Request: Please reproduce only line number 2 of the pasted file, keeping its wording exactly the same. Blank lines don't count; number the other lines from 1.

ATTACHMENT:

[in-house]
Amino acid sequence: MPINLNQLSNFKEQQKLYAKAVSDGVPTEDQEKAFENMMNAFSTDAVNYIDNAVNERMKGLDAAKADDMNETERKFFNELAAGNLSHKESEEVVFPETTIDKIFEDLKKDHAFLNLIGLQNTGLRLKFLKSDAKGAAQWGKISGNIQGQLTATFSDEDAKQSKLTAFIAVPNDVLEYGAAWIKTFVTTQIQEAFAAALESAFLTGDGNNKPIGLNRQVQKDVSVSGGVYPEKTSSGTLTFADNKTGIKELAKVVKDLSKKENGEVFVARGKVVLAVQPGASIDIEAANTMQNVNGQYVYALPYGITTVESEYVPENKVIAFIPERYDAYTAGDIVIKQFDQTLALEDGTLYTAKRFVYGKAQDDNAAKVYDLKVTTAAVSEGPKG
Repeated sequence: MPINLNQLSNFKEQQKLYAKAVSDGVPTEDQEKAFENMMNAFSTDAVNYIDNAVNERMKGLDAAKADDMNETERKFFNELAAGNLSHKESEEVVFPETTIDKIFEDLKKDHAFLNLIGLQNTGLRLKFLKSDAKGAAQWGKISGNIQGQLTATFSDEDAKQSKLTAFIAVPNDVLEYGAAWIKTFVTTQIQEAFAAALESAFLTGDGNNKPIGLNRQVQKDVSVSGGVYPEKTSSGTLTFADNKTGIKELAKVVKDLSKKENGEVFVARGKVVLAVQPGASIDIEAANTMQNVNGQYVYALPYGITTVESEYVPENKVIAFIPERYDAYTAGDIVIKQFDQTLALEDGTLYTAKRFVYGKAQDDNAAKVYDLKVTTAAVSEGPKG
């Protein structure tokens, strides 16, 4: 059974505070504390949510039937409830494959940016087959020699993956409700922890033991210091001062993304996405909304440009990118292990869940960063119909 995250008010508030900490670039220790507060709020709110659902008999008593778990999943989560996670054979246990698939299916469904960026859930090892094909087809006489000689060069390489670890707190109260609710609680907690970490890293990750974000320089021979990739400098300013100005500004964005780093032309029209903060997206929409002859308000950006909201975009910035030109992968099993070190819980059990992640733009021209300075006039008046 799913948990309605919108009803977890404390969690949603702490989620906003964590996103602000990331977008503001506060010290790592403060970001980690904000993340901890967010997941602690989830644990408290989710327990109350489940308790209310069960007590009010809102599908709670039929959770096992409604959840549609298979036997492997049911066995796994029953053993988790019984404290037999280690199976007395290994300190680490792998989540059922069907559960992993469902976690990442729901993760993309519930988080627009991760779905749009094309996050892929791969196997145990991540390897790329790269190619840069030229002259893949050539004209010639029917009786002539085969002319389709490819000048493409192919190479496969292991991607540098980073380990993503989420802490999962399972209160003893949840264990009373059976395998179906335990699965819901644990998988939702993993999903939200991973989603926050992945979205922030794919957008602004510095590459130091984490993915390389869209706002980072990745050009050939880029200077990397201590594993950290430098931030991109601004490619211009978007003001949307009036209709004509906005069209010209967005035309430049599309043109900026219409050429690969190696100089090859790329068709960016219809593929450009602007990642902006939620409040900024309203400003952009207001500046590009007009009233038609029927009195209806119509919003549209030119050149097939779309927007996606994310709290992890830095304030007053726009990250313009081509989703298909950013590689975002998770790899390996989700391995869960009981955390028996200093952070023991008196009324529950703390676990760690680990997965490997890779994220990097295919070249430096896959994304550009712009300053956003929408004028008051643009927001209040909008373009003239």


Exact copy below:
Amino acid sequence: MPINLNQLSNFKEQQKLYAKAVSDGVPTEDQEKAFENMMNAFSTDAVNYIDNAVNERMKGLDAAKADDMNETERKFFNELAAGNLSHKESEEVVFPETTIDKIFEDLKKDHAFLNLIGLQNTGLRLKFLKSDAKGAAQWGKISGNIQGQLTATFSDEDAKQSKLTAFIAVPNDVLEYGAAWIKTFVTTQIQEAFAAALESAFLTGDGNNKPIGLNRQVQKDVSVSGGVYPEKTSSGTLTFADNKTGIKELAKVVKDLSKKENGEVFVARGKVVLAVQPGASIDIEAANTMQNVNGQYVYALPYGITTVESEYVPENKVIAFIPERYDAYTAGDIVIKQFDQTLALEDGTLYTAKRFVYGKAQDDNAAKVYDLKVTTAAVSEGPKG